You know the smell. You catch a whiff of something . . . something not quite right. But you’re on your way to another room, so you walk by and forget the smell. Later, you notice it again, and it is familiar but unsettling. “Can you smell that?” you ask your family. They sniff around, and some of them can smell it, and some of them can’t. The family project evaporates in indecision.
A few days (or weeks) later, you walk by and there, there is the smell. It is more noticeable now, more disagreeable. It cannot be ignored. The phone rings, you’re expecting a call; you forget the smell.
On a sunny, breezy day you open all the windows and air out the house. More days pass.
Later, puttering around the sewing room, you move a forgotten box and EEEEEEEwwwwwuuurgh, you find the source of the smell. Poor wee mousie. He is not so cute now.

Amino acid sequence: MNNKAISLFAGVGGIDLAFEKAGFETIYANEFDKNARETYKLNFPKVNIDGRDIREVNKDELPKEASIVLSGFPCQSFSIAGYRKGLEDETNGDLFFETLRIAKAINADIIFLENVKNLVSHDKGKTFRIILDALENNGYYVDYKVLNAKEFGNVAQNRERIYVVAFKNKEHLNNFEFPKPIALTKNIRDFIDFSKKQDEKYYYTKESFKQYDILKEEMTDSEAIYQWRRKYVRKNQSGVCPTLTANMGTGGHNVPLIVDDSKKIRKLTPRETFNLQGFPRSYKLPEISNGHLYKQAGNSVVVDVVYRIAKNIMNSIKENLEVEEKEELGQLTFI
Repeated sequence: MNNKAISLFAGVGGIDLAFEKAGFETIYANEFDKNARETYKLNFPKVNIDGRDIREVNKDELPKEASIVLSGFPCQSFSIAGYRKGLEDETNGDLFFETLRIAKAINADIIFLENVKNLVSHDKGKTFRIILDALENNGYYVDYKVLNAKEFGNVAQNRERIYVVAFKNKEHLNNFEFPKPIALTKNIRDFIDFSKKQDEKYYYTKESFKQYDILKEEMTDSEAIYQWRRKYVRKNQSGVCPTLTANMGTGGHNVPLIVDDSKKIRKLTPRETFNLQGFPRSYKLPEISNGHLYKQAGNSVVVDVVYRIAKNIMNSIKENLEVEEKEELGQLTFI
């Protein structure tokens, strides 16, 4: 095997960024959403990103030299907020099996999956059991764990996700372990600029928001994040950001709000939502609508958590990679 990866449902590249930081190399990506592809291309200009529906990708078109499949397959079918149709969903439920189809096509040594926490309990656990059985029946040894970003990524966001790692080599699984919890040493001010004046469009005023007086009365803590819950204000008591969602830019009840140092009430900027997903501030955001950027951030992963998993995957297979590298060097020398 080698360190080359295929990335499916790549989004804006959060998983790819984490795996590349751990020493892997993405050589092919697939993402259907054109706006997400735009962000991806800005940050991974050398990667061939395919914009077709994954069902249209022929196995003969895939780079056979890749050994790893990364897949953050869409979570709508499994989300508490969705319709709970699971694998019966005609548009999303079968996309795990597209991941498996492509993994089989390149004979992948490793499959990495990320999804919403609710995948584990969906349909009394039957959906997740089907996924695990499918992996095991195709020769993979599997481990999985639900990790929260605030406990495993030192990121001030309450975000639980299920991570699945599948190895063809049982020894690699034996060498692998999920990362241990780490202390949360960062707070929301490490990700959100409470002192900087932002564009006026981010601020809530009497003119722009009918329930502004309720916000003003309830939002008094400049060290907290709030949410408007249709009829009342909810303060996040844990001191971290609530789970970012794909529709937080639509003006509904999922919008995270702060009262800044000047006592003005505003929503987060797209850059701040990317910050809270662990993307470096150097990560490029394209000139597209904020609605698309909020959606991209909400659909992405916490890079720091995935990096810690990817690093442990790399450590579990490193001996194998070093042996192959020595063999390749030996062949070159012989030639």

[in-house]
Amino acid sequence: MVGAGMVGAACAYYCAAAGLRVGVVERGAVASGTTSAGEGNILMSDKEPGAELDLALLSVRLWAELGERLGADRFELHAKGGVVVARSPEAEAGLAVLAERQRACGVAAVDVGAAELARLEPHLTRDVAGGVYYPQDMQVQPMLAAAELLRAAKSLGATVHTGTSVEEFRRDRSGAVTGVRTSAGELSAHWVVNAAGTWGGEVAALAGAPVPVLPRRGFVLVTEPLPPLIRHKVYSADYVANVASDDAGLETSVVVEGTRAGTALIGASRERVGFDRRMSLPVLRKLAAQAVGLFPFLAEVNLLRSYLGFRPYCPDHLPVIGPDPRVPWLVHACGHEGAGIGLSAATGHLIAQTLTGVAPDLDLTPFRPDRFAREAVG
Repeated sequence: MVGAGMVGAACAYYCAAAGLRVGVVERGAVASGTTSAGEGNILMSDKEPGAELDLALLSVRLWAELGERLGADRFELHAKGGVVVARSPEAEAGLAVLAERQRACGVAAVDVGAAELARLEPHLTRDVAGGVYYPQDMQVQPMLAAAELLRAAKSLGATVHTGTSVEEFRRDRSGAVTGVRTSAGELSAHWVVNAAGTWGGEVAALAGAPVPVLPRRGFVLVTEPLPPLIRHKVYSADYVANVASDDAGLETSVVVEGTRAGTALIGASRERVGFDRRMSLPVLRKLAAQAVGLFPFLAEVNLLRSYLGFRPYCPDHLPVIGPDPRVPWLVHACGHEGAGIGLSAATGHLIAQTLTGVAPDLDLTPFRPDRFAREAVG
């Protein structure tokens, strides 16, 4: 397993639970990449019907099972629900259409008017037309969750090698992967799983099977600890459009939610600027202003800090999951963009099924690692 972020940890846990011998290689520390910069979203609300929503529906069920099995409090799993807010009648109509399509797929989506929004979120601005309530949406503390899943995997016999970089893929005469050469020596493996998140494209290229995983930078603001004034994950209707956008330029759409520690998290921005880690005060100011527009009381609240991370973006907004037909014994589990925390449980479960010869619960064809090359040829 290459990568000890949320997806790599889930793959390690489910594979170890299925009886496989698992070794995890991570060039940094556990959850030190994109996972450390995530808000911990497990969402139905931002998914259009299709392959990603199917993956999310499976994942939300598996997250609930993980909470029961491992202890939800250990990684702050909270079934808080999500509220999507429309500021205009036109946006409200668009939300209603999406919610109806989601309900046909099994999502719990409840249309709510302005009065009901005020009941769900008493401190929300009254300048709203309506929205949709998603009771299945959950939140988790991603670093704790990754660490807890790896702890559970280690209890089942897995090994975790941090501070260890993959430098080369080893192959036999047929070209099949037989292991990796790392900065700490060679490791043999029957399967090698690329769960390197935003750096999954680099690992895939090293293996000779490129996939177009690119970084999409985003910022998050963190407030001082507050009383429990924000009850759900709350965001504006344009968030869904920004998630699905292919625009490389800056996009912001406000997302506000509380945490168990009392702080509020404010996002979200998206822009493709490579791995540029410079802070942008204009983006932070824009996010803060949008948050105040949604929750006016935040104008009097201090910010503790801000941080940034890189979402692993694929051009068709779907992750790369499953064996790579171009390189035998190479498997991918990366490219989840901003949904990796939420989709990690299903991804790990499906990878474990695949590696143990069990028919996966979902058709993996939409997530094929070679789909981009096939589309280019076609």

Cleaning the sewing room becomes an all-day project. You find small caches of sunflower seeds, a few kibbles of dog food carefully hoarded behind a stack of books. And then, horrors, your special length of black sparkly fabric is enshrouded in fluff. Black sparkly fluff. It has become a glamorous mouse nest.
More horrors appear. By the end of the day there is a body count of three. They were all tiny babies — sad for them, but lucky for you, because the body mass was small and the mess and smell, therefore, minimal. You recall the day your little cattle dog caught a mouse in the house. It was probably the mama.
But good has been done. The fabric stash has been sorted: this stack to wash and give away, that stack to wash and keep. Bits of uncompleted projects have been reunited, labeled, and packaged securely in tight-lidded boxes. Forgotten books are reviewed and remembered as sources of inspiration and delight. Childish art, now several years old, is rediscovered and treasured.
And you vow never to ignore that smell again.
p.s. Mom, I found the Civil War quilt blocks.